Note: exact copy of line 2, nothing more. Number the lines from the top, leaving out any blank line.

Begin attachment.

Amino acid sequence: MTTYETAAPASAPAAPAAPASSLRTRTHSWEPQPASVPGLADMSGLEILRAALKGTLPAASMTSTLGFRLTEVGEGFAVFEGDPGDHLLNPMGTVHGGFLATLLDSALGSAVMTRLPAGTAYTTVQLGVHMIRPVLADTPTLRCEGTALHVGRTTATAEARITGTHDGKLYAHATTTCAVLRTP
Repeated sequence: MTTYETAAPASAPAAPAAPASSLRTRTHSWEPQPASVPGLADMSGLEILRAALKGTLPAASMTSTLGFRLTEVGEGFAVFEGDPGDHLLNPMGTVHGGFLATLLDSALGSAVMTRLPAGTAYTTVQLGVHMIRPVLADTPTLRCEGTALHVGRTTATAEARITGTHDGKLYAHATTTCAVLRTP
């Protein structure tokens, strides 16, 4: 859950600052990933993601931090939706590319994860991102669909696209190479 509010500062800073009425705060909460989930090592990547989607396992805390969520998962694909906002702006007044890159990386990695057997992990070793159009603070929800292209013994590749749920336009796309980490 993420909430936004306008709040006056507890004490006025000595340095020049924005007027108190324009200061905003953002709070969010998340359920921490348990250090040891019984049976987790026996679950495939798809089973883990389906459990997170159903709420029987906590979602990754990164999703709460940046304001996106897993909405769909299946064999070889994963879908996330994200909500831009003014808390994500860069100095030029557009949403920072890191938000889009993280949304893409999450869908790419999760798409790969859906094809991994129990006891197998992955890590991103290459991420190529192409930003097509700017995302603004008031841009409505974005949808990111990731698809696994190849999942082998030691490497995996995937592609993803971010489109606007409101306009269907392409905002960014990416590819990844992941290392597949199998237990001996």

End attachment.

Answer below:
Repeated sequence: MTTYETAAPASAPAAPAAPASSLRTRTHSWEPQPASVPGLADMSGLEILRAALKGTLPAASMTSTLGFRLTEVGEGFAVFEGDPGDHLLNPMGTVHGGFLATLLDSALGSAVMTRLPAGTAYTTVQLGVHMIRPVLADTPTLRCEGTALHVGRTTATAEARITGTHDGKLYAHATTTCAVLRTP